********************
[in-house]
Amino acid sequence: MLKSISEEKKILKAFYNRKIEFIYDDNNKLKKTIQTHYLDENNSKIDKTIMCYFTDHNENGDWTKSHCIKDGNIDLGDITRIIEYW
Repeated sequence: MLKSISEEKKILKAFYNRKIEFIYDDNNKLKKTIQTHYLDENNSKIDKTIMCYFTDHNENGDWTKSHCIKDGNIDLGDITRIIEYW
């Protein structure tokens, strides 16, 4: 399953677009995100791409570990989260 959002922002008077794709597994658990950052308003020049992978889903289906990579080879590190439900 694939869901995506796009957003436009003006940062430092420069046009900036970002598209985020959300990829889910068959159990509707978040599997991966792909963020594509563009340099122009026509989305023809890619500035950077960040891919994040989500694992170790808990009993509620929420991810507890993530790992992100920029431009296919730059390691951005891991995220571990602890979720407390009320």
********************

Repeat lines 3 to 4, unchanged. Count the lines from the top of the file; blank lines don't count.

Repeated sequence: MLKSISEEKKILKAFYNRKIEFIYDDNNKLKKTIQTHYLDENNSKIDKTIMCYFTDHNENGDWTKSHCIKDGNIDLGDITRIIEYW
């Protein structure tokens, strides 16, 4: 399953677009995100791409570990989260 959002922002008077794709597994658990950052308003020049992978889903289906990579080879590190439900 694939869901995506796009957003436009003006940062430092420069046009900036970002598209985020959300990829889910068959159990509707978040599997991966792909963020594509563009340099122009026509989305023809890619500035950077960040891919994040989500694992170790808990009993509620929420991810507890993530790992992100920029431009296919730059390691951005891991995220571990602890979720407390009320």